Priest and poet … this double vocation made Frederick William Faber (1814-1863), an English Calvinist theologian who converted to Catholicism, the author of magnificent spiritual reflections. As a poet, he was a friend of Wordsworth, and as a convert from Anglicanism to Catholicism he was inspired by St. John Henry Newman.
In his spiritual writings on kindness, he praised charitable words and demonstrated their power: “In truth, there is hardly a power on earth equal to them. It seems as if they could almost do what in reality God alone can do—namely, soften the hard and angry hearts of men.”
An eloquent preacher, Faber founded a religious community called St. Wilfrids in the Archdiocese of Birmingham, which later merged with the Oratory congregation led by St. John Henry Newman. Newman decided to establish a second Oratory in London, known as the London Oratory, of which Fr. Faber remained superior until his death.
While Fr. Faber devoted much of his work to writing the lives of Oratorian saints, he also left this beautiful text on kind words:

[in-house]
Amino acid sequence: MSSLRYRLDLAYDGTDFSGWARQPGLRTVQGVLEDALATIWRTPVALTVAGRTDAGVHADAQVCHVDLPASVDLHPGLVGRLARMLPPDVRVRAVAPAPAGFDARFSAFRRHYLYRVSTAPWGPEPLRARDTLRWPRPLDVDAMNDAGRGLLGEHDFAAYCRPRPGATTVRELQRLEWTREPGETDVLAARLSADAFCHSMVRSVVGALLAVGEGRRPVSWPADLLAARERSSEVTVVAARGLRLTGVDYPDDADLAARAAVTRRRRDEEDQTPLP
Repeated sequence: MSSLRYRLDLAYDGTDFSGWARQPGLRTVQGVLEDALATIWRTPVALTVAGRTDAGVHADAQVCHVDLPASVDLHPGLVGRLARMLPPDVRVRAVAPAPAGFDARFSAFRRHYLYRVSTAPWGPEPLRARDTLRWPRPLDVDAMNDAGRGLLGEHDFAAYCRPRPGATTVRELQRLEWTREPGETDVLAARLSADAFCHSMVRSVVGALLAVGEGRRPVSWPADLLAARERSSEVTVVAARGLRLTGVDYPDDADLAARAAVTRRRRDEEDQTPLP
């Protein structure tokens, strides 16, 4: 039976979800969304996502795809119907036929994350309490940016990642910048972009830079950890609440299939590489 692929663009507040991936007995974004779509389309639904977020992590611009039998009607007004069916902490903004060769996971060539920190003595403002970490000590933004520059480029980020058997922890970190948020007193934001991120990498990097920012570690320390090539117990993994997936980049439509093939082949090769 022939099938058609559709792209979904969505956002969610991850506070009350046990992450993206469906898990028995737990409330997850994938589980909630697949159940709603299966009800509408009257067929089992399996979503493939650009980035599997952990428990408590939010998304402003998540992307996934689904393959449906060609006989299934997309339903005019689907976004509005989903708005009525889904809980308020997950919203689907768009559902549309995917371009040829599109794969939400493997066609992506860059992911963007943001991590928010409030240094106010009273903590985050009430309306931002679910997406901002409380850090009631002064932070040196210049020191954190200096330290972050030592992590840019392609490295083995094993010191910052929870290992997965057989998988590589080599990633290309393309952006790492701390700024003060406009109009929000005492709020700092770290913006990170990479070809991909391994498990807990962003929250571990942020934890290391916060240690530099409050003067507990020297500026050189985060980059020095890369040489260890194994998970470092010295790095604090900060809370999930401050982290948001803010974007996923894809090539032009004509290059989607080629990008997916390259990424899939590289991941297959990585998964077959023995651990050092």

Kind words are the music of the world. They have a power which seems to be beyond natural causes, as if they were some Angel’s song which had lost its way and come on earth and sang on undyingly, smiting the hearts of men with sweetest wounds, and putting for the while an angel’s nature into us …
Kind words will set right things which have got most intricately wrong. In reality an unforgiving heart is a rare monster. Most men get tired of the justest quarrels. Even those quarrels where the quarrel has all been on one side, and which are always the hardest to set right, give way in time to kind words.
(…) All quarrels probably rest on misunderstanding, and only live by silence, which, as it were, stereotypes the misunderstanding. A misunderstanding which is more than a month old may generally be regarded as incapable of explanation. Renewed explanations become renewed misunderstandings. Kind words patiently uttered for long together, and without visible fruit, are our only hope.
They will succeed; they will not explain what has been misunderstood, but they will do what is much better — make explanation unnecessary, and so avoid the risk which always accompanies explanations of reopening old sores.
In all the foregoing instances the power of kind words is remedial. But it can be productive also; kind words produce happiness. How often have we ourselves been made happy by kind words, in a manner and to an extent which we are quite unable to explain? No analysis enables us to detect the secret of the power of kind words; even self-love is found inadequate as a cause.
Now, as I have said before, happiness is a great power of holiness. Thus, kind words, by their power of producing happiness, have also a power of producing holiness, and so winning men to God.